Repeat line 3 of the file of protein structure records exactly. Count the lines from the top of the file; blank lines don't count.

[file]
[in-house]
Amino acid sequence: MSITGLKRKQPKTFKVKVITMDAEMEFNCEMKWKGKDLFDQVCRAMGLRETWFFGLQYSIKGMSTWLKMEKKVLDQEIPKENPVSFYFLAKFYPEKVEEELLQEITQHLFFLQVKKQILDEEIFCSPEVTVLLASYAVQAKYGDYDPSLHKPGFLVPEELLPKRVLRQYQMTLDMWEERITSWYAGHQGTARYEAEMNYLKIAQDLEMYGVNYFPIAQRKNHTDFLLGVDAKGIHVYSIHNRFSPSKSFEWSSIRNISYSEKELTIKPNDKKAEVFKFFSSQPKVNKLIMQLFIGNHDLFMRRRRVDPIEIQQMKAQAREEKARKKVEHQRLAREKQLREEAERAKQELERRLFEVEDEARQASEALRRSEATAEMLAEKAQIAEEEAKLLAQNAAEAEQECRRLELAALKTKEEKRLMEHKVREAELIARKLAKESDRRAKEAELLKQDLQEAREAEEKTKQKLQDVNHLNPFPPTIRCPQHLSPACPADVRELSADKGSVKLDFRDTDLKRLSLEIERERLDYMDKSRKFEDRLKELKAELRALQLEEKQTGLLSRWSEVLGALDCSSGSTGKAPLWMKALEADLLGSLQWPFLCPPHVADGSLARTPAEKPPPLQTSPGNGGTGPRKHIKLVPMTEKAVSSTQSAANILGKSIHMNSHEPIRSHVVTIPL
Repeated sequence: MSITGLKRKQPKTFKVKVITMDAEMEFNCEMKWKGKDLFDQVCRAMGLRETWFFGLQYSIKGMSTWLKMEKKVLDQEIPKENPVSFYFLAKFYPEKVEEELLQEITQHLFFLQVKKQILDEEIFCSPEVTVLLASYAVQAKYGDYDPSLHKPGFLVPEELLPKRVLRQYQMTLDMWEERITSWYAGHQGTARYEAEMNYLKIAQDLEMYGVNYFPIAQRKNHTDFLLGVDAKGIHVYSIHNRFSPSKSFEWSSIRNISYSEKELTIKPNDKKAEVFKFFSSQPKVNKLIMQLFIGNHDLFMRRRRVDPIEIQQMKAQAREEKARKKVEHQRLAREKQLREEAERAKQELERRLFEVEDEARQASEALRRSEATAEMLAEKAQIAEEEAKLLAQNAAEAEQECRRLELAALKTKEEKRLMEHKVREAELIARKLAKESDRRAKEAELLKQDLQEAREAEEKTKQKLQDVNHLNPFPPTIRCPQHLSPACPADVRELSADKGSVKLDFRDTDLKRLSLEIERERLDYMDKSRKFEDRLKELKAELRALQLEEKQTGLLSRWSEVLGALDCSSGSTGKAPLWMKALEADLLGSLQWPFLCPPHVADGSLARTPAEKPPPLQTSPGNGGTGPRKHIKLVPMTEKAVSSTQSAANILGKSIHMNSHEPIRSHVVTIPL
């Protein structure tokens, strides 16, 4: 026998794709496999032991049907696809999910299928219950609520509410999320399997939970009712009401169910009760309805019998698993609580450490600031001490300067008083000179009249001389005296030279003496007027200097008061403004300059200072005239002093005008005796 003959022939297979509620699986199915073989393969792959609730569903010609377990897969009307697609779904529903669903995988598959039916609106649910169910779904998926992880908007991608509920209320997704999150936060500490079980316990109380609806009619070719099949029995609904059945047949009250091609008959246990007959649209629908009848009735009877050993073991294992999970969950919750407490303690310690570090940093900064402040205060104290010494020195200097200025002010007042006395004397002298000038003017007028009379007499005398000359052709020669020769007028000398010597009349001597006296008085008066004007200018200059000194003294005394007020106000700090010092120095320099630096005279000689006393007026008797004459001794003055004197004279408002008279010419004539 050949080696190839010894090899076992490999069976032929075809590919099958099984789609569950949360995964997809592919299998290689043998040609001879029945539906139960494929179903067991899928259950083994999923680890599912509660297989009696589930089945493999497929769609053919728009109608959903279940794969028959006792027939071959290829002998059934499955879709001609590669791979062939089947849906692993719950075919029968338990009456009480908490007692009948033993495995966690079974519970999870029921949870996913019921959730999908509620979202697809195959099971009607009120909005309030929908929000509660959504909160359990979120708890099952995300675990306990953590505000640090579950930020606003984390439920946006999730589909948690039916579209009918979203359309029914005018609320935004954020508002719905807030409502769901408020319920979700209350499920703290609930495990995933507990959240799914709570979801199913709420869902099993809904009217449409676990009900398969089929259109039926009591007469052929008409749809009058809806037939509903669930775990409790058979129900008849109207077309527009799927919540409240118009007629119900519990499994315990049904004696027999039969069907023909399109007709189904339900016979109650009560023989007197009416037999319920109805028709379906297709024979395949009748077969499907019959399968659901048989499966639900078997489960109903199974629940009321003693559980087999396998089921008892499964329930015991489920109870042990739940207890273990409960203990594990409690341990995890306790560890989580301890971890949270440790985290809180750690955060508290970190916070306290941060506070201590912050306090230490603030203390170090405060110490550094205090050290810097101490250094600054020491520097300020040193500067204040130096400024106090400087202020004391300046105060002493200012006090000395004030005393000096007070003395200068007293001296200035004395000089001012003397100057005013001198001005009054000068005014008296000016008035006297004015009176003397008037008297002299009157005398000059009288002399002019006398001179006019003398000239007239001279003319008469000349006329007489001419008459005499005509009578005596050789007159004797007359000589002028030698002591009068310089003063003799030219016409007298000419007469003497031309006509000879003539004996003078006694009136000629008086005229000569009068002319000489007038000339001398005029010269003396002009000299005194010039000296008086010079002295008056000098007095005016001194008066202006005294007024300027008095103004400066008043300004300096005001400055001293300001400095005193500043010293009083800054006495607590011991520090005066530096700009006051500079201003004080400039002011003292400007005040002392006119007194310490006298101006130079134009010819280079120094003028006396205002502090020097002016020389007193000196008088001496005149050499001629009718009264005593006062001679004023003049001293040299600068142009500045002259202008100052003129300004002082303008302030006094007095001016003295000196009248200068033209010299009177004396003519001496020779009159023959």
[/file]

Repeated sequence: MSITGLKRKQPKTFKVKVITMDAEMEFNCEMKWKGKDLFDQVCRAMGLRETWFFGLQYSIKGMSTWLKMEKKVLDQEIPKENPVSFYFLAKFYPEKVEEELLQEITQHLFFLQVKKQILDEEIFCSPEVTVLLASYAVQAKYGDYDPSLHKPGFLVPEELLPKRVLRQYQMTLDMWEERITSWYAGHQGTARYEAEMNYLKIAQDLEMYGVNYFPIAQRKNHTDFLLGVDAKGIHVYSIHNRFSPSKSFEWSSIRNISYSEKELTIKPNDKKAEVFKFFSSQPKVNKLIMQLFIGNHDLFMRRRRVDPIEIQQMKAQAREEKARKKVEHQRLAREKQLREEAERAKQELERRLFEVEDEARQASEALRRSEATAEMLAEKAQIAEEEAKLLAQNAAEAEQECRRLELAALKTKEEKRLMEHKVREAELIARKLAKESDRRAKEAELLKQDLQEAREAEEKTKQKLQDVNHLNPFPPTIRCPQHLSPACPADVRELSADKGSVKLDFRDTDLKRLSLEIERERLDYMDKSRKFEDRLKELKAELRALQLEEKQTGLLSRWSEVLGALDCSSGSTGKAPLWMKALEADLLGSLQWPFLCPPHVADGSLARTPAEKPPPLQTSPGNGGTGPRKHIKLVPMTEKAVSSTQSAANILGKSIHMNSHEPIRSHVVTIPL